Iris yellow spot virus – IYSV detected in surveys of transplanted and seeded onions (trace to nearly 40%) sampled in northern and southern regions.
Soil-borne Diseases (Damping Off, Pink Root, Fusarium) – Pink Root was confirmed in 10 % of seeded onions sampled in northern and southern Colorado recently. Fusarium basal rot present at less than 5% in affected fields throughout the state.
Fungal Diseases (purple blotch, downy mildew, Botrytis) – No reports at this time
Bacterial Diseases (Xanthomonas, center rot, soft rots) – Surveys from all regions detected trace soft rot and leaf blight infections.

State Contact for Project Howard Schwartz Professor of Plant Pathology Colorado State University Email:howard.schwartz@colostate.edu
Collaborators: Whitney Cranshaw, Ned Tisserat, Stephanie Szostek, Janet Hardin,
Mike Bartolo, Thad Gourd, Bob Hammon, Colorado Onion Association

 

Howard Schwartz – Colorado State Commentary – Onion ipmPIPE

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CO Commentary (07-13-12)

COLORADO Commentary
Onion Crop Growth Stage and Status Last Modified: 07/13/12
Thrips pressure continues to build in Eastern, Southern and Western Regions of the state. Pink Root confirmed in northern and southern Colorado, along with a trace of Phytoplasma in transplants. Risk Models show that Thrips and IYSV are at High Risk, while foliar bacterial and fungal threats remain at Low to Medium Risk in most regions.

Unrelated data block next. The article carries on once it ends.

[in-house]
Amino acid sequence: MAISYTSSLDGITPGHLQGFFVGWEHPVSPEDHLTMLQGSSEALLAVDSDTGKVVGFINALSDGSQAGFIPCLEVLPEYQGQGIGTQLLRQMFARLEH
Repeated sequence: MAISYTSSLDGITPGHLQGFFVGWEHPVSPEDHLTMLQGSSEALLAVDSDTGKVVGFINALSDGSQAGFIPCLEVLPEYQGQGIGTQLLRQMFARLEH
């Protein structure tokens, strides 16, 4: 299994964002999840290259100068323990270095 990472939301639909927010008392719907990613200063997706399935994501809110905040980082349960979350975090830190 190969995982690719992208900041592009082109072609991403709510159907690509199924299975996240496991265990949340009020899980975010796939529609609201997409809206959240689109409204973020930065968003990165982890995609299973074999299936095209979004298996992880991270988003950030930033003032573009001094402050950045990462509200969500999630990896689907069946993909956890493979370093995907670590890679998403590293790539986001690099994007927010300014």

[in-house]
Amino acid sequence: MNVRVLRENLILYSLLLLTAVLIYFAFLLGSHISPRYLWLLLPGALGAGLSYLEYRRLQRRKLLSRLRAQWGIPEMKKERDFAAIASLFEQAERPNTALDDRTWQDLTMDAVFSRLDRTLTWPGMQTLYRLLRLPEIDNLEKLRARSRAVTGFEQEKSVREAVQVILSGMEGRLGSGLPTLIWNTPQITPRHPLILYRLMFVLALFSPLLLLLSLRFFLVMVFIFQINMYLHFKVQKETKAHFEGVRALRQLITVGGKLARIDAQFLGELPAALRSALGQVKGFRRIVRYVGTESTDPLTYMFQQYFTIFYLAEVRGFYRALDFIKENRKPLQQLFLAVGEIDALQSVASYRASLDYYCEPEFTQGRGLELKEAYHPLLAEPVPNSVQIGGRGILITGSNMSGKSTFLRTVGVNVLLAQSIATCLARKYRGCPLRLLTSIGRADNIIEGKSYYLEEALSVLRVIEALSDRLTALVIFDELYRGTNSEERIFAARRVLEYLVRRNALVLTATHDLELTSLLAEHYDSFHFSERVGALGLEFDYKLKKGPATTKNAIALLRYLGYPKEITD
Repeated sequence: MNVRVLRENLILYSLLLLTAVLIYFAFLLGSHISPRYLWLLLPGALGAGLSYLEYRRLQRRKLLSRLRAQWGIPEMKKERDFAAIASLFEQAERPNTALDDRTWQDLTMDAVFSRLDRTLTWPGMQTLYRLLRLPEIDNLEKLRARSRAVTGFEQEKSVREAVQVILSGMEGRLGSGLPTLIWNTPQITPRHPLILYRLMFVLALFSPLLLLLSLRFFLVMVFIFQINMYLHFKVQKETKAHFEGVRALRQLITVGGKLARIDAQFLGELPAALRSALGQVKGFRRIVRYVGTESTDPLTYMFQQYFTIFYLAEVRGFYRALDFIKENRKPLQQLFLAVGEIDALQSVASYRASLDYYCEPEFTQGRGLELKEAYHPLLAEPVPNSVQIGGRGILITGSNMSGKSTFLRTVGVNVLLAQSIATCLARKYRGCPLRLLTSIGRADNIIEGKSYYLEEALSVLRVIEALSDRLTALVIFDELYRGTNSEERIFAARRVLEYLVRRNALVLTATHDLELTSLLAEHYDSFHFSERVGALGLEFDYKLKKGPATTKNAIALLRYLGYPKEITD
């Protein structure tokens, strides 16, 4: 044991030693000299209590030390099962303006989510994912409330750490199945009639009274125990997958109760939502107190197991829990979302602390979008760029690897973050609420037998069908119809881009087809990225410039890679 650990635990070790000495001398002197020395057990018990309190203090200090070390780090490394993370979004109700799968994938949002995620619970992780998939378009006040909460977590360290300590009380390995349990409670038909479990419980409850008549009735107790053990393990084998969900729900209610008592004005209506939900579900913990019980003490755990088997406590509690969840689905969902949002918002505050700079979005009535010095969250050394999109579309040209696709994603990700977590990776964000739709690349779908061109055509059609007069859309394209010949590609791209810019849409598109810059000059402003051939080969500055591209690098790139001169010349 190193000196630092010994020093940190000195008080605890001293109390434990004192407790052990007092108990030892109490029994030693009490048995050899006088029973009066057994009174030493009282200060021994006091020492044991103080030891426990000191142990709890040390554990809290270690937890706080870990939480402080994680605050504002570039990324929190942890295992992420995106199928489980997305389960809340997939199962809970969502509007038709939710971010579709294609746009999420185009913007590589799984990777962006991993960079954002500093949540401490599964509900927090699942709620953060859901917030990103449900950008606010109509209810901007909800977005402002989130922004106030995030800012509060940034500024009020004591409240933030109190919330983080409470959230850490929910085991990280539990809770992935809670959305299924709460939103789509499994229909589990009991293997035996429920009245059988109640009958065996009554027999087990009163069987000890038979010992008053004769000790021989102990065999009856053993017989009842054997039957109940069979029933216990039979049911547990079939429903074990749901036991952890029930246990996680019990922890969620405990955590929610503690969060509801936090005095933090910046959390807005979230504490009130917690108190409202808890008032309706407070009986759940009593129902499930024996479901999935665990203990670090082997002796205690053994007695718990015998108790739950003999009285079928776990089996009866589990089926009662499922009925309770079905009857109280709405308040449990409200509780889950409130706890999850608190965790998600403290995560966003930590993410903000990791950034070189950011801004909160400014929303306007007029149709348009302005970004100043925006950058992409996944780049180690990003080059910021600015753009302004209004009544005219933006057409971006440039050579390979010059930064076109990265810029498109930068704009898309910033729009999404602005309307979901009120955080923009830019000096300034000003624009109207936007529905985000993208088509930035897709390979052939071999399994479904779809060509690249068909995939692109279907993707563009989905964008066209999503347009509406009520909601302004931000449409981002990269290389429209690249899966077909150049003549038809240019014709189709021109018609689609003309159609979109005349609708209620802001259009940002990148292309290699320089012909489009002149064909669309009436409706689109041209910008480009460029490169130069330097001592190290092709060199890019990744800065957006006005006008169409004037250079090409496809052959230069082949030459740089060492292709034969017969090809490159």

Weather Impacts (temperature, rain, hail, freezing) Last Modified: 07/13/12
The northern region received 1 – 3 inches of rain last week, and other regions of the state received less than 0.25 inches or no rain. Temperatures have averaged in the upper 80 to low 90s during the day, and upper 50s to mid 60s in the evening.
Temperature Outlook* [2 – 4 weeks]: Above Normal
Precipitation Outlook* [2 – 4 weeks]: Below Normal
*Courtesy of Planalytics, Inc.

Insect Scouting, Outlook and Management Last Modified: 07/13/12
Thrips – Surveys detected up to 60 (larvae + adult) thrips in commercial fields on transplants or seeded onions.
Maggots – No surveys or reports at this time
Other – No new reports at this time.

Disease Scouting, Outlook and Management Last Modified: 07/13/12
Iris yellow spot virus – IYSV detected in surveys of transplanted and seeded onions (trace to nearly 40% ) sampled in northern and southern regions.

Soil-borne Diseases (Damping Off, Pink Root, Fusarium) – Pink Root was confirmed in 10 % of seeded onions sampled in northern and southern Colorado recently. Fusarium basal rot present at less than 1% in many transplanted fields in the northern region.

Fungal Diseases (purple blotch, downy mildew, Botrytis) – No surveys or reports at this time

Bacterial Diseases (Xanthomonas, center rot, soft rots) – Samples (< 1%) from southern and northern transplants infected by a Phytoplasma (leafhopper transmitted) earlier this season during warm dry spring conditions. Samples sent to AgDIA for confirmation – results confirmed.

State Contact for Project Howard Schwartz Professor of Plant Pathology Colorado State University Email:howard.schwartz@colostate.edu
Collaborators: Whitney Cranshaw, Ned Tisserat, Stephanie Szostek, Janet Hardin,
Mike Bartolo, Thad Gourd, Bob Hammon, Colorado Onion Association

Howard Schwartz – Colorado State Commentary – Onion ipmPIPE